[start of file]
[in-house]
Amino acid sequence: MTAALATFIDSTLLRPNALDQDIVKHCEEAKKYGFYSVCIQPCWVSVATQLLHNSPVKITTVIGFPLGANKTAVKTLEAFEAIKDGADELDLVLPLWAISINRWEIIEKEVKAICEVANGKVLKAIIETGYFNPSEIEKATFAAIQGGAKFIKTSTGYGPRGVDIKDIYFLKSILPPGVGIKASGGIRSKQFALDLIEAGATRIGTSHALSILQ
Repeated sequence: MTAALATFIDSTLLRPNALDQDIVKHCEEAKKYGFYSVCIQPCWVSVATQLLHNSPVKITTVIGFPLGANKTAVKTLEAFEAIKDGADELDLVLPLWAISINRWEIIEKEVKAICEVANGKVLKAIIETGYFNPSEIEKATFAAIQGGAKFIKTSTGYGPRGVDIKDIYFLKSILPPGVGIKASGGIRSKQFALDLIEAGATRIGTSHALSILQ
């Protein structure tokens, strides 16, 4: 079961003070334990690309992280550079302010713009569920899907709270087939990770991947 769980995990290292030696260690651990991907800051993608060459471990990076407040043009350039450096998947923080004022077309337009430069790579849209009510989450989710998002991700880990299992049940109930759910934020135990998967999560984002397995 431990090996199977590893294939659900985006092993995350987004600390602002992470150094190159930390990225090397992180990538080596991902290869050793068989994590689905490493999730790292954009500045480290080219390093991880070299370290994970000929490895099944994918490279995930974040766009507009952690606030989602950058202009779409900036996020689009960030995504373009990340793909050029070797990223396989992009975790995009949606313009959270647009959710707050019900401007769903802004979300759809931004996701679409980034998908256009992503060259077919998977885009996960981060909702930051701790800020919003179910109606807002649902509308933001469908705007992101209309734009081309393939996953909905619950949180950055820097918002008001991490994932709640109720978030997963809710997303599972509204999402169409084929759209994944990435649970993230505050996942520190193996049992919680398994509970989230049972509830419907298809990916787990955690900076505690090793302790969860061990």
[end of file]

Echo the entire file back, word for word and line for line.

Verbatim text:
[in-house]
Amino acid sequence: MTAALATFIDSTLLRPNALDQDIVKHCEEAKKYGFYSVCIQPCWVSVATQLLHNSPVKITTVIGFPLGANKTAVKTLEAFEAIKDGADELDLVLPLWAISINRWEIIEKEVKAICEVANGKVLKAIIETGYFNPSEIEKATFAAIQGGAKFIKTSTGYGPRGVDIKDIYFLKSILPPGVGIKASGGIRSKQFALDLIEAGATRIGTSHALSILQ
Repeated sequence: MTAALATFIDSTLLRPNALDQDIVKHCEEAKKYGFYSVCIQPCWVSVATQLLHNSPVKITTVIGFPLGANKTAVKTLEAFEAIKDGADELDLVLPLWAISINRWEIIEKEVKAICEVANGKVLKAIIETGYFNPSEIEKATFAAIQGGAKFIKTSTGYGPRGVDIKDIYFLKSILPPGVGIKASGGIRSKQFALDLIEAGATRIGTSHALSILQ
């Protein structure tokens, strides 16, 4: 079961003070334990690309992280550079302010713009569920899907709270087939990770991947 769980995990290292030696260690651990991907800051993608060459471990990076407040043009350039450096998947923080004022077309337009430069790579849209009510989450989710998002991700880990299992049940109930759910934020135990998967999560984002397995 431990090996199977590893294939659900985006092993995350987004600390602002992470150094190159930390990225090397992180990538080596991902290869050793068989994590689905490493999730790292954009500045480290080219390093991880070299370290994970000929490895099944994918490279995930974040766009507009952690606030989602950058202009779409900036996020689009960030995504373009990340793909050029070797990223396989992009975790995009949606313009959270647009959710707050019900401007769903802004979300759809931004996701679409980034998908256009992503060259077919998977885009996960981060909702930051701790800020919003179910109606807002649902509308933001469908705007992101209309734009081309393939996953909905619950949180950055820097918002008001991490994932709640109720978030997963809710997303599972509204999402169409084929759209994944990435649970993230505050996942520190193996049992919680398994509970989230049972509830419907298809990916787990955690900076505690090793302790969860061990």